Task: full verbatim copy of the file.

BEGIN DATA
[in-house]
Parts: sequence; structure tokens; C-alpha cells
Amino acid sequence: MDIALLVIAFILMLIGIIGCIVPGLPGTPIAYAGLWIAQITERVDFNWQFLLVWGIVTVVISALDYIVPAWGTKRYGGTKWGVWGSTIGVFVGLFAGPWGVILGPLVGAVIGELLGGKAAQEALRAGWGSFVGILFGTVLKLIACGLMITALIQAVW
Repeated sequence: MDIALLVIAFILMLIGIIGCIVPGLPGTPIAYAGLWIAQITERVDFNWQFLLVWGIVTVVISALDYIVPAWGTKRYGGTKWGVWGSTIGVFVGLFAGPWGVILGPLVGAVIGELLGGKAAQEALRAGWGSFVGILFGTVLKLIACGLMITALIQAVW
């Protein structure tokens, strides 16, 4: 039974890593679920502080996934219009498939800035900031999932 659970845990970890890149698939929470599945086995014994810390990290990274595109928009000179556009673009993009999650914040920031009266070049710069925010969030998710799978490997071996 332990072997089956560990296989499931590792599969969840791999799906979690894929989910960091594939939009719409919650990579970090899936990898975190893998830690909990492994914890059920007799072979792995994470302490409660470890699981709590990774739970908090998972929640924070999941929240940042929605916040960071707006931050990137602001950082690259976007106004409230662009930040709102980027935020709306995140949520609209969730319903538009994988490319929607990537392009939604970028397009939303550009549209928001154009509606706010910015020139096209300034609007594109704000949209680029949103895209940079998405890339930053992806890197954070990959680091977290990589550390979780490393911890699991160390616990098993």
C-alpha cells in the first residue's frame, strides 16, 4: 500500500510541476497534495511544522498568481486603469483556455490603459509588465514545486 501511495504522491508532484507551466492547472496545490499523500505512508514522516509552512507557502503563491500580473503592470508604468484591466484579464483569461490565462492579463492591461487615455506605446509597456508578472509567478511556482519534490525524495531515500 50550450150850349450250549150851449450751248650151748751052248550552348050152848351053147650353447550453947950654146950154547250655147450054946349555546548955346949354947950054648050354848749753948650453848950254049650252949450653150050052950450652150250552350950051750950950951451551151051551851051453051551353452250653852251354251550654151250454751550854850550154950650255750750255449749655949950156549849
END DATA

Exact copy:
[in-house]
Parts: sequence; structure tokens; C-alpha cells
Amino acid sequence: MDIALLVIAFILMLIGIIGCIVPGLPGTPIAYAGLWIAQITERVDFNWQFLLVWGIVTVVISALDYIVPAWGTKRYGGTKWGVWGSTIGVFVGLFAGPWGVILGPLVGAVIGELLGGKAAQEALRAGWGSFVGILFGTVLKLIACGLMITALIQAVW
Repeated sequence: MDIALLVIAFILMLIGIIGCIVPGLPGTPIAYAGLWIAQITERVDFNWQFLLVWGIVTVVISALDYIVPAWGTKRYGGTKWGVWGSTIGVFVGLFAGPWGVILGPLVGAVIGELLGGKAAQEALRAGWGSFVGILFGTVLKLIACGLMITALIQAVW
């Protein structure tokens, strides 16, 4: 039974890593679920502080996934219009498939800035900031999932 659970845990970890890149698939929470599945086995014994810390990290990274595109928009000179556009673009993009999650914040920031009266070049710069925010969030998710799978490997071996 332990072997089956560990296989499931590792599969969840791999799906979690894929989910960091594939939009719409919650990579970090899936990898975190893998830690909990492994914890059920007799072979792995994470302490409660470890699981709590990774739970908090998972929640924070999941929240940042929605916040960071707006931050990137602001950082690259976007106004409230662009930040709102980027935020709306995140949520609209969730319903538009994988490319929607990537392009939604970028397009939303550009549209928001154009509606706010910015020139096209300034609007594109704000949209680029949103895209940079998405890339930053992806890197954070990959680091977290990589550390979780490393911890699991160390616990098993």
C-alpha cells in the first residue's frame, strides 16, 4: 500500500510541476497534495511544522498568481486603469483556455490603459509588465514545486 501511495504522491508532484507551466492547472496545490499523500505512508514522516509552512507557502503563491500580473503592470508604468484591466484579464483569461490565462492579463492591461487615455506605446509597456508578472509567478511556482519534490525524495531515500 50550450150850349450250549150851449450751248650151748751052248550552348050152848351053147650353447550453947950654146950154547250655147450054946349555546548955346949354947950054648050354848749753948650453848950254049650252949450653150050052950450652150250552350950051750950950951451551151051551851051453051551353452250653852251354251550654151250454751550854850550154950650255750750255449749655949950156549849